Mobile Gaming - The PAN vs. WAN Struggle
By Carlo Longino, Mon Sep 08 18:15:00 GMT 2003
An entry from a game designer's blog talks about gaming over Bluetooth, and raises some interesting questions about connectivity.
Greg Costikyan, a game designer and industry consultant gives an excellent run-through of a Bluetooth gaming model, and in the process highlights some potential obstacles to its success. He concludes by saying that BT is all well and good for gaming, so long as anybody you want to play is within 10 meters, and that a device like the forthcoming Sony PSP will have an inherent advantage because of its 802.11 connection to the Internet.
Costikyan's entry is well thought out and on point, and raises a number of relevant issues. I agree that Bluetooth's direct application for mobile gaming is rather limited. It requires other players to be within 10 meters, but also requires you to know they exist, and have an interest in playing the same game as you. So in that sense, it may be great for setting up play among friends who are in the same location, but that kind of defeats the purpose of mobile gaming.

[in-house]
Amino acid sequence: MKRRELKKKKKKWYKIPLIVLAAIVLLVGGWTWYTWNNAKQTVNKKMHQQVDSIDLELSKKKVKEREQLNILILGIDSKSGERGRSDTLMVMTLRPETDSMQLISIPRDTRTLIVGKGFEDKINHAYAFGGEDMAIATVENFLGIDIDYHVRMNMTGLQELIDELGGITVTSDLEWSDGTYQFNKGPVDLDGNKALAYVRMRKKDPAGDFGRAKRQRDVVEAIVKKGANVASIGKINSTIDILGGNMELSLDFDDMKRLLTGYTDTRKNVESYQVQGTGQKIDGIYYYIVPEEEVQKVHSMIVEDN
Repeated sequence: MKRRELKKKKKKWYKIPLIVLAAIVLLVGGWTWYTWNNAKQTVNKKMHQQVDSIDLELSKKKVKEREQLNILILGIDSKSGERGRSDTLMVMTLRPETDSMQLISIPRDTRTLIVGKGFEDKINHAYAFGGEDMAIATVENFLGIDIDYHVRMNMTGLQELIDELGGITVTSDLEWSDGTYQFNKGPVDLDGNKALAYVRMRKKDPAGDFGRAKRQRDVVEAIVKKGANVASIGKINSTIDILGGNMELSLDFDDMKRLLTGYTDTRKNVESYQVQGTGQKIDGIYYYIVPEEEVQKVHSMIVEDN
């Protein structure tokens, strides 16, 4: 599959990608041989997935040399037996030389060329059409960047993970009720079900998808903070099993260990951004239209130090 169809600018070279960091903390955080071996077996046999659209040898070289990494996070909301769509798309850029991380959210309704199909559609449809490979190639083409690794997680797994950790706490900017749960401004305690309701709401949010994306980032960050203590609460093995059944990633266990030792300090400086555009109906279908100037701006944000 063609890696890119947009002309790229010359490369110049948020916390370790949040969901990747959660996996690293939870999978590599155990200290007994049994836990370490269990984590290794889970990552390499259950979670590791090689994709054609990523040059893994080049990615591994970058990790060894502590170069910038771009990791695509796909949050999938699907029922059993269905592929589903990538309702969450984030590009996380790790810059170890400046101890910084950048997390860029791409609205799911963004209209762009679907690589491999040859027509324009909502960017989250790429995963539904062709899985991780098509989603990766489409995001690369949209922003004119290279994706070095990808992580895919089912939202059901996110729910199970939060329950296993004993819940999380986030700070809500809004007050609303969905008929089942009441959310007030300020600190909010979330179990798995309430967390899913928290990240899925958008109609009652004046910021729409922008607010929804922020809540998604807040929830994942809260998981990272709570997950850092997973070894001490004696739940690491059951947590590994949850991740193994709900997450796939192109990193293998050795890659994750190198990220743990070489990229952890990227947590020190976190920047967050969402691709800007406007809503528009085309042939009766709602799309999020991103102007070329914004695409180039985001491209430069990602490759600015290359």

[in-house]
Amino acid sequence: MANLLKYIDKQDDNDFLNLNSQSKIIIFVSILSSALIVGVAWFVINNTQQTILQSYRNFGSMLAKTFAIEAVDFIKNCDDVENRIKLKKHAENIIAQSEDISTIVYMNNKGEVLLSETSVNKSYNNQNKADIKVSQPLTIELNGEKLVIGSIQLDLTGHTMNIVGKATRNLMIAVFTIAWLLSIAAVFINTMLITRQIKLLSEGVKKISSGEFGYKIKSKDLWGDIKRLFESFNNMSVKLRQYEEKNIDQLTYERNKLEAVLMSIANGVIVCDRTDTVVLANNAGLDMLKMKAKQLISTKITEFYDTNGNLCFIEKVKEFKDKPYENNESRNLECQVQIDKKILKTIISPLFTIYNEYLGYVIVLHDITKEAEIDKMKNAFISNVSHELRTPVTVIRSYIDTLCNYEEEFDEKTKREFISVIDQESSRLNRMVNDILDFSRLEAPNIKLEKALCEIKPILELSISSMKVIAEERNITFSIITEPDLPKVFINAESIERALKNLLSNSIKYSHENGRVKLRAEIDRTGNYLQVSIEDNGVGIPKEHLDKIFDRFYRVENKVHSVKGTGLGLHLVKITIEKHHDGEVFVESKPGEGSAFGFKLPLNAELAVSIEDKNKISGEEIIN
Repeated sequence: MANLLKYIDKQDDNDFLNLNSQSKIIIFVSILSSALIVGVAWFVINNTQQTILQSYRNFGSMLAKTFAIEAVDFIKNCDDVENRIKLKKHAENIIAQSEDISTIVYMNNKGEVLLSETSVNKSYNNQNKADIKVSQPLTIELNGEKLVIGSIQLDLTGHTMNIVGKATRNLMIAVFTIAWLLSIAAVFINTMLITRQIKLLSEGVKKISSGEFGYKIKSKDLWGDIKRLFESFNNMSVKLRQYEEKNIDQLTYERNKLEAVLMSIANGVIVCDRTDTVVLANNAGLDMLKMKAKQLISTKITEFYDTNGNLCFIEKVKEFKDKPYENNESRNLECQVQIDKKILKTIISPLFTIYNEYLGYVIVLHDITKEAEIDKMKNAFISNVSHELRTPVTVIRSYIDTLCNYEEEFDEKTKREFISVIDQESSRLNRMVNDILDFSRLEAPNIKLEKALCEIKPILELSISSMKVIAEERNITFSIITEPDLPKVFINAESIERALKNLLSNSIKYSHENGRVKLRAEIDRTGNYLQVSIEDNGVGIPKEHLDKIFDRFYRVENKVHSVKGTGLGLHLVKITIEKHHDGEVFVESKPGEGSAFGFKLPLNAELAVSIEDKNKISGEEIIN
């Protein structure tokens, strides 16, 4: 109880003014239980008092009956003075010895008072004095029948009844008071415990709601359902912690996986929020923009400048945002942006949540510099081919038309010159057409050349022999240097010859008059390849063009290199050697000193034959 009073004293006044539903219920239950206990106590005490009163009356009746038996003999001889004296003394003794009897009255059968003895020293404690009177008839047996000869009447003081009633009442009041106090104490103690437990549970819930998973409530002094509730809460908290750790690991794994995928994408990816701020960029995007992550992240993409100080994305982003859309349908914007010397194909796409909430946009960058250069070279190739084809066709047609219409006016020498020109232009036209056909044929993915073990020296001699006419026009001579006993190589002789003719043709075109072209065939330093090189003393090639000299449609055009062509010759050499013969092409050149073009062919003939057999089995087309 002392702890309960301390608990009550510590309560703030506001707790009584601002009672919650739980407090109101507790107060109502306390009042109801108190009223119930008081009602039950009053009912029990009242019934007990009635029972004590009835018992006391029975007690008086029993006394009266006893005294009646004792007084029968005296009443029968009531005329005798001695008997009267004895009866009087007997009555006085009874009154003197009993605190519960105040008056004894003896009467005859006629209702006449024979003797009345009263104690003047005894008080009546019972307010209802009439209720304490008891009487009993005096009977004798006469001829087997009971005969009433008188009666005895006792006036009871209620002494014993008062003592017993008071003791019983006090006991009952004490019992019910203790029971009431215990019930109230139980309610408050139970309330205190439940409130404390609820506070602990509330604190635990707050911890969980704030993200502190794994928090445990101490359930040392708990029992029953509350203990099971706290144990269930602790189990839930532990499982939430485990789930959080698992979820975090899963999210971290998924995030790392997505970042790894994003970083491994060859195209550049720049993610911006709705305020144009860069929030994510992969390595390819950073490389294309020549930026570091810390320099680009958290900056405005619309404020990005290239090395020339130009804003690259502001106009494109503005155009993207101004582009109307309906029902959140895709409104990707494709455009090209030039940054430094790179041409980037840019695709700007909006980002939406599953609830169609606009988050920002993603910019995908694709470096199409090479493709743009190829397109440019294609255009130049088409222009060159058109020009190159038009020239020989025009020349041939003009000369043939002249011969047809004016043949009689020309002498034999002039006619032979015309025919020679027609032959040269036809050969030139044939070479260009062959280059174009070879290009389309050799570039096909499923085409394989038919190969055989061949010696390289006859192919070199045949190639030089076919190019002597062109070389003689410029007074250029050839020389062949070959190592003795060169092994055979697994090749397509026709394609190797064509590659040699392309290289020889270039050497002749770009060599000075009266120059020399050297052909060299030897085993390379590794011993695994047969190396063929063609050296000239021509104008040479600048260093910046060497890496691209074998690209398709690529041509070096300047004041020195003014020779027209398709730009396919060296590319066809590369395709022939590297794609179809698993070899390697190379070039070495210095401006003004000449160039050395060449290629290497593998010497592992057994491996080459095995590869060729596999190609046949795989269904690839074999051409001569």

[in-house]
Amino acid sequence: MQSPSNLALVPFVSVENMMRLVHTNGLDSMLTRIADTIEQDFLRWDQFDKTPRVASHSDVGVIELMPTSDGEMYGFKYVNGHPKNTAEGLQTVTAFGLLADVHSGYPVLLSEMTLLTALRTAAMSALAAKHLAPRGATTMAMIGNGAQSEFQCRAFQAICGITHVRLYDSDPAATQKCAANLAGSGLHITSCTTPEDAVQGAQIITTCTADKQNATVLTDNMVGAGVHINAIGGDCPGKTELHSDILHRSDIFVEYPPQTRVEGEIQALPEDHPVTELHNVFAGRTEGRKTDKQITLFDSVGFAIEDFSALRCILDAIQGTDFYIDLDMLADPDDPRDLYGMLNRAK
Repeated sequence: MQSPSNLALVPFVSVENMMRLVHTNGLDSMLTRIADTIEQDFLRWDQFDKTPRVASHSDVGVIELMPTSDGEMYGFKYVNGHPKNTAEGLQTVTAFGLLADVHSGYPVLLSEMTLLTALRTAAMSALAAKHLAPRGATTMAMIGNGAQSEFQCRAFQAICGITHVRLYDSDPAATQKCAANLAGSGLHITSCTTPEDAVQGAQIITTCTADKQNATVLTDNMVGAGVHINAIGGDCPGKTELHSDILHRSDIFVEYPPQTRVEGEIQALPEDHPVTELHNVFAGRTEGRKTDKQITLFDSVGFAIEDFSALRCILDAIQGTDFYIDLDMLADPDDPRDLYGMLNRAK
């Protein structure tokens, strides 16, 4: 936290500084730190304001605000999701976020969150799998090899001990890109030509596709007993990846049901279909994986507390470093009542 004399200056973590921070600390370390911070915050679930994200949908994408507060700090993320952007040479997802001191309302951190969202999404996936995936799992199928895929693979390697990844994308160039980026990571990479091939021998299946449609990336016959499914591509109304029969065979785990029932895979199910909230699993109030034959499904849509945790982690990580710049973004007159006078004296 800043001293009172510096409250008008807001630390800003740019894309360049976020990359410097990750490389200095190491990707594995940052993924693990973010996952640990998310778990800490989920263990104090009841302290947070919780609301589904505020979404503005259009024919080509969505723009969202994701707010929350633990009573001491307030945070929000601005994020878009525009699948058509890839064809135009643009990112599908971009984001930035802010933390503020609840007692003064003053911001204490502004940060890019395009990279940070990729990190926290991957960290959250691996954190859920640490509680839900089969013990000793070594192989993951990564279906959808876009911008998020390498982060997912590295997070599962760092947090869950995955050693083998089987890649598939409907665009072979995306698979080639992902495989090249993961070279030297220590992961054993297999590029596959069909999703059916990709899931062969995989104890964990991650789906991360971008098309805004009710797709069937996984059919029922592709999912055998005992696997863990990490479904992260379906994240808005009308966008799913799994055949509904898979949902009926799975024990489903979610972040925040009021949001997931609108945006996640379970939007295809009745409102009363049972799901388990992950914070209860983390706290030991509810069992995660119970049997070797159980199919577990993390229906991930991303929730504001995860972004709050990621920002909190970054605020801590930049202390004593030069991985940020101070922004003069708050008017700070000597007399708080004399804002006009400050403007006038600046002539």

(This has sprung a divergent thought in my mind: would there be a market for some sort of Bluetooth server or "message board" so that when someone goes to a cafe or wherever, they could log on and make themselves available to others for gaming or chat?)
So he says that having a Wi-Fi connection would be a better solution, allowing you to connect to the wide-area network (i.e. the Net), as opposed to just the piconet around you and your device. That's true, as long as you're within range of an access point -- again, limiting your mobility.
But where Bluetooth can come in is in acting as a gateway to a wide-area network. In my mind, the great promise of mobile gaming is to offer an interactive, inter-personal experience from the widest possible array of locations. Xbox Live and PlayStation Online have proven the attraction of gaming communities, and something like the N-Gage, with its built-in GSM/GPRS data capabilities can offer that over a wider area than Wi-Fi. Take a device like the Tapwave Zodiac, and it can use Bluetooth to connect to a mobile phone, again offering access to an online community from the widest possible area. And certainly carriers will cater to this market -- expect to see cheap data plans offered alongside the N-Gage when it's released to enable low-cost access to these burgeoning mobile gaming communities.
So Bluetooth (or ad-hoc Wi-Fi) can create a personal-area network. Various flavors of 802.11 can add a link to a wide-area network. But Bluetooth and a mobile phone can create a wider area network.